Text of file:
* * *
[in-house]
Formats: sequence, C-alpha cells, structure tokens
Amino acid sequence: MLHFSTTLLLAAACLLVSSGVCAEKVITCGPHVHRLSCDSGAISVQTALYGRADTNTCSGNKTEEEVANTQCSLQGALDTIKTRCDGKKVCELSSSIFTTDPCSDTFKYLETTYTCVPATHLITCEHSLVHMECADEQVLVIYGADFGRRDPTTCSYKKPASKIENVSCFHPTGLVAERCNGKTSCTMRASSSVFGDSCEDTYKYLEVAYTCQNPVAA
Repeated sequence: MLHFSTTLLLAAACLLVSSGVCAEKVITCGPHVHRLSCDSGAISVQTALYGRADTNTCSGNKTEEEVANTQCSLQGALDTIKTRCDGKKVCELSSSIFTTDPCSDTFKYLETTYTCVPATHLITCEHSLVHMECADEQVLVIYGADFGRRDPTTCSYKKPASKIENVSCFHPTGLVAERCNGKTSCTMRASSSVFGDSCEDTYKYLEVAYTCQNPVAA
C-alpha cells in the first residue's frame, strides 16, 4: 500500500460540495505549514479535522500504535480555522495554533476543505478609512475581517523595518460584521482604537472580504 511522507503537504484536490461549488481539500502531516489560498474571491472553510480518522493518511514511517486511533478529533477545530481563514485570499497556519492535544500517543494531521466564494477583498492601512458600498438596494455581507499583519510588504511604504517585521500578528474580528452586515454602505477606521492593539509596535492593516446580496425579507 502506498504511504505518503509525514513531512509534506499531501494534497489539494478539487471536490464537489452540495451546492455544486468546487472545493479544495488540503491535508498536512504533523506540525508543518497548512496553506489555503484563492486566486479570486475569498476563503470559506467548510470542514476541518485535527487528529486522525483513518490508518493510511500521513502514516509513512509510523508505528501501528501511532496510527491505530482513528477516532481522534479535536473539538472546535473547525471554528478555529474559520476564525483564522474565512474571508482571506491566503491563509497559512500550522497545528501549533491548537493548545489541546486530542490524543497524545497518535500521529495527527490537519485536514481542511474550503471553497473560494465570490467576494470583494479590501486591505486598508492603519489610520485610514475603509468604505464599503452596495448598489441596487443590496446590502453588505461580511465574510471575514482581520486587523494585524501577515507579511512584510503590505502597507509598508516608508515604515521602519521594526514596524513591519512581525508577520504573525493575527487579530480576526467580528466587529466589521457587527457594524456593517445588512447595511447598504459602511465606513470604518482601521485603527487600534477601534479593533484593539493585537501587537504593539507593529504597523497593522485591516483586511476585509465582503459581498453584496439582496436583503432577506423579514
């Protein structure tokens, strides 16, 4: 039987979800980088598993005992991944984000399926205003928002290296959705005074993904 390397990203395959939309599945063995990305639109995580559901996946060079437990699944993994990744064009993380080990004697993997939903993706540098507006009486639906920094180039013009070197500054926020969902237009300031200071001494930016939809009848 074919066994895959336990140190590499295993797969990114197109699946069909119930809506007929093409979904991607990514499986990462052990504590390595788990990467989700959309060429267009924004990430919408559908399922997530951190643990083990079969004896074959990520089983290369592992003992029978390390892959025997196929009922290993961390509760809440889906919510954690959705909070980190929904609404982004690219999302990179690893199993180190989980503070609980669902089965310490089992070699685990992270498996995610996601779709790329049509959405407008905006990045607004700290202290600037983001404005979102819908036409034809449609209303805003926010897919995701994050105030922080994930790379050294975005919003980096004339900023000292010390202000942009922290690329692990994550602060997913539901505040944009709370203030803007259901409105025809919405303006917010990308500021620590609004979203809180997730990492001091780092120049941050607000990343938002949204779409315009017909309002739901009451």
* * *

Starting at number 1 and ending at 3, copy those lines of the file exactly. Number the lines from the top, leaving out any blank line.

[in-house]
Formats: sequence, C-alpha cells, structure tokens
Amino acid sequence: MLHFSTTLLLAAACLLVSSGVCAEKVITCGPHVHRLSCDSGAISVQTALYGRADTNTCSGNKTEEEVANTQCSLQGALDTIKTRCDGKKVCELSSSIFTTDPCSDTFKYLETTYTCVPATHLITCEHSLVHMECADEQVLVIYGADFGRRDPTTCSYKKPASKIENVSCFHPTGLVAERCNGKTSCTMRASSSVFGDSCEDTYKYLEVAYTCQNPVAA